“Maybe the Big Man was doing more than laughing it up with the seraphim, after all.”
About the Book
After fulfilling a pledge to a dying friend, Zacharias Hamilton is finally free. No family entanglements. No disappointing those around him. Just the quiet bachelor existence he’s always craved. Until fate snatches his freedom away when the baker of his favorite breakfast bun is railroaded by the city council. Despite not wanting to get involved, he can’t turn a blind eye to her predicament . . . or her adorable dimples.
Abigail Kemp needs a man’s name on her bakery’s deed. A marriage of convenience seems the best solution . . . if it involves a man she can control. That person definitely isn’t the stoic lumberman who oozes silent confidence whenever he enters her shop. Control Zacharias Hamilton? She can’t even control her pulse when she’s around him. When vows are spoken, Abigail’s troubles should be over. Yet threats to the bakery worsen, and darker dangers hound her sister. Can she put ever more trust in Zach without losing her dreams of independence?
You know a book is going to be good when it starts out with this:
“At the word benefits, images jumped immediately to Zach’s mind. Vivid images. Of bedsheets and unpinned hair… ‘To start with, you can have all the sticky buns you like free of charge. For life.’ Breakfast. She was talking about breakfast.”
For those of you new to Karen’s writing, you might be a little concerned it’s not a clean read, but I assure you it is! What I most liked about this story is how Karen twines love and passion into a marriage of convenience turned real in a way that is completely clean while maintaining the romantic tension needed to pull a reader in.
Another I loved about More Than Words Can Say is having a heroine who looks more like me. No, I’m not blonde, but I am fluffy. Like Abigail I wonder how a man ever finds me beautiful and struggle to see it in myself.
Karen always writes faith themes with characters who need to grow in different ways. In this book she brings out God’s sense of humor. While His serious side is on display as well, I think God’s humor is often overlooked in our efforts to be pious, but if we’re created in His image, than He has to have it too, right?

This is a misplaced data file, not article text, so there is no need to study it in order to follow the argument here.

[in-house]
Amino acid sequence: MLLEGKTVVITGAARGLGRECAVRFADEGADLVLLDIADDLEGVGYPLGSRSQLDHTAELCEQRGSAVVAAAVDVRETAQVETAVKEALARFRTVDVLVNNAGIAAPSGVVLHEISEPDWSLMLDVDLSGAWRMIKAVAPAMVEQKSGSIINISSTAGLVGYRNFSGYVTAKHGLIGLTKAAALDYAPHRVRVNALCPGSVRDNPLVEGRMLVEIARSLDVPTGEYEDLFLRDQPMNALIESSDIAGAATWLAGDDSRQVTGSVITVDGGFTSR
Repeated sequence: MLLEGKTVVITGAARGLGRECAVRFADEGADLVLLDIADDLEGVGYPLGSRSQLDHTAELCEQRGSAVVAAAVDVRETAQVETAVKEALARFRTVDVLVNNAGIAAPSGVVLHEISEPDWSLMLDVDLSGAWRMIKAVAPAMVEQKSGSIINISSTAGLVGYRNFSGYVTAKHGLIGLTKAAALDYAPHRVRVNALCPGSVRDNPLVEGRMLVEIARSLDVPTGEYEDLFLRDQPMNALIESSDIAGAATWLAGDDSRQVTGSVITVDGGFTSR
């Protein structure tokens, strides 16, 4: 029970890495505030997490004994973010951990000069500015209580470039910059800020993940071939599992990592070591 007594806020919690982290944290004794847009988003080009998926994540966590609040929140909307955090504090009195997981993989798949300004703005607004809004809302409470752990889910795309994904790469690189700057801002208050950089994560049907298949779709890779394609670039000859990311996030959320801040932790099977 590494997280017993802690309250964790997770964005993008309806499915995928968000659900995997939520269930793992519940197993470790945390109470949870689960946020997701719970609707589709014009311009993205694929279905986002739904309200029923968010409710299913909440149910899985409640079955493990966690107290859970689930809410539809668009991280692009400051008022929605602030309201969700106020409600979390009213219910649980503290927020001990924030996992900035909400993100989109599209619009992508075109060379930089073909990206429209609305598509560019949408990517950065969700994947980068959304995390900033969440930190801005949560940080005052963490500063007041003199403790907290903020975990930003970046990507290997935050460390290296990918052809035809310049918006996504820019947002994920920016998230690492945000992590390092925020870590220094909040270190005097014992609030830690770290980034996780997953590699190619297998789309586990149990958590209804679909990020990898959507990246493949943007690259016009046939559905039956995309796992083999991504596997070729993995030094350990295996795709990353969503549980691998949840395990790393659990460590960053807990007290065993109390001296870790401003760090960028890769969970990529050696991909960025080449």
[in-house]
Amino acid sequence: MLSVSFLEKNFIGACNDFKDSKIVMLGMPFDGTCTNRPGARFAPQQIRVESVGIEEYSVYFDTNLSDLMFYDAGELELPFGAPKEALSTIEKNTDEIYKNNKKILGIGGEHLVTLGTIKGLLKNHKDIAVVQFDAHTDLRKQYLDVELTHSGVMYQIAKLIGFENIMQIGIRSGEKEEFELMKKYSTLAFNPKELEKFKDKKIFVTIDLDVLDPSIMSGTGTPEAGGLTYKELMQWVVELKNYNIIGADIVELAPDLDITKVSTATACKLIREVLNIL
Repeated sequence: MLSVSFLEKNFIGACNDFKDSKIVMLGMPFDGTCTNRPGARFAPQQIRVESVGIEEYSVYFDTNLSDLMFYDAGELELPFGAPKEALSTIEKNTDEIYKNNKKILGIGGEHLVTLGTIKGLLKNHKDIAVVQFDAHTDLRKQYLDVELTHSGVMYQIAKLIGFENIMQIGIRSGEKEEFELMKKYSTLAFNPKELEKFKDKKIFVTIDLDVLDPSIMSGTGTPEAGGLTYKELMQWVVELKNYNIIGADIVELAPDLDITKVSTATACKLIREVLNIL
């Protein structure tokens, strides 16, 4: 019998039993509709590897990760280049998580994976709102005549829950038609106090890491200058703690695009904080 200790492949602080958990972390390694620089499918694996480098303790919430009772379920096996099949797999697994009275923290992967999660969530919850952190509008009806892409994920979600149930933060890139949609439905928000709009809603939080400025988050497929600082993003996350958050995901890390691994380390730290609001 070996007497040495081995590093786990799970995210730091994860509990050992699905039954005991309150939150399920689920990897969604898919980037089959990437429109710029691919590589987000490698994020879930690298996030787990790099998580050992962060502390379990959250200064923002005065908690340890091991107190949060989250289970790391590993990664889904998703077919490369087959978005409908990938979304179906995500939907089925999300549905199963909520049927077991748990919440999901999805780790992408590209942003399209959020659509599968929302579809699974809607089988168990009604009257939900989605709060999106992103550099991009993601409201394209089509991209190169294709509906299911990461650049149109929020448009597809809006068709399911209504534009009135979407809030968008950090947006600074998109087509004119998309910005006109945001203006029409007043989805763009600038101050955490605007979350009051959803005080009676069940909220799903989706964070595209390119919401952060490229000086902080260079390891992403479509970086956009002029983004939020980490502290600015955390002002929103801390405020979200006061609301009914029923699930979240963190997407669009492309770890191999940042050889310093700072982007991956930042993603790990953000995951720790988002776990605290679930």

Overall, I’d recommend this story for those who enjoy western historicals. But, unlike so may westerns, there’s not a cowboy, which is a pleasant change, as much as I love cowboys.
“Helping a woman make biscuits should not make a fellow this happy. But when the woman was the fellow’s wife, and she smiled at him as if he were the noblest hero of her acquaintance -well, it couldn’t be helped.”
I received a complementary copy from the publisher. I was not required to write a review. All opinions are my own.
About the Author
Winner of the HOLT Medallion and the Carol Award and a finalist for the RITA and Christy Award, bestselling author Karen Witemeyer writes historical romance to give the world more happily-ever-afters. Karen makes her home in Abilene, Texas, with her husband and three children. Learn more about Karen and her books at http://www.karenwitemeyer.com.
I want to know – who has ever cleaned out their TBR pile all the way to the bottom? Not me! And, it’s steadily growing larger as we kick off 2019. Goodreads has a running list of “Most Anticipated Inspirational Novels of 2019,” which currently has 82 entries. I encourage you to browse through the list and add some new titles to your pile.
Here are my most anticipated inspirational reads. I know that more will be added as some authors haven’t listed their to be published for this year. What are your most anticipated reads?
P.S. Reviewing my post it occurred to me that all but two of these (Ever After and Wooing Cadie) are by Bethany House. I’ve come to expect great stories from them, but there are other great publishing houses and indie authors too. I’d like to know what others you love.
Today I’m exciting to be bringing you a blog post found only at Kat’s Corner Books! Karen Witemeyer, Kristi Ann Hunter, Becky Wade, and Sarah Loudin Thomas join me to talk about a special gift that they have received. In The Christmas Heirloom, four women are gifted a Luckenbooth Broach and find love at Christmas. Join me in sharing the authors’ stories.
Heirlooms can be anything that is handed down from one generation to another, but what makes them special is not the item itself, but the memories and emotions that item evokes. I have an antique washstand in my bedroom that once belonged to my grandmother on my father’s side and a small landscape painting that my grandma on my mother’s side painted. Outsiders would not see anything of particular value in these items, but they mean a great deal to me because they connect me to people I loved from generations past. One of my favorite heirlooms, however, is a recipe for zucchini bread written in my dad’s handwriting. I lost my dad when I was only 16, so this is a prized possession. Not only is the recipe delicious, but seeing my dad’s handwriting brings back a flood of happy memories every time I take it out.
As for gifts I’ve received, the ones that mean the most are the ones that have heirloom potential. They tie into specific memories and emotions. A couple years ago, my husband gave me two such treasures. The first was a blanket made with a photo of my kids. My first child was leaving for college and the empty nest had begun. This was a way for me to snuggle with my kids even when they were gone. Love it! The other gift was a set of throw pillows made from pictures we had taken on a trip to The Netherlands. My Dutch publisher had brought me out for a book tour, and they allowed Wes to tag along. It was one of the best trips we have ever taken. We met so many wonderful people and saw so many amazing things. These pillows sit on my couch all throughout the year, and every time I see them, I remember that trip and smile.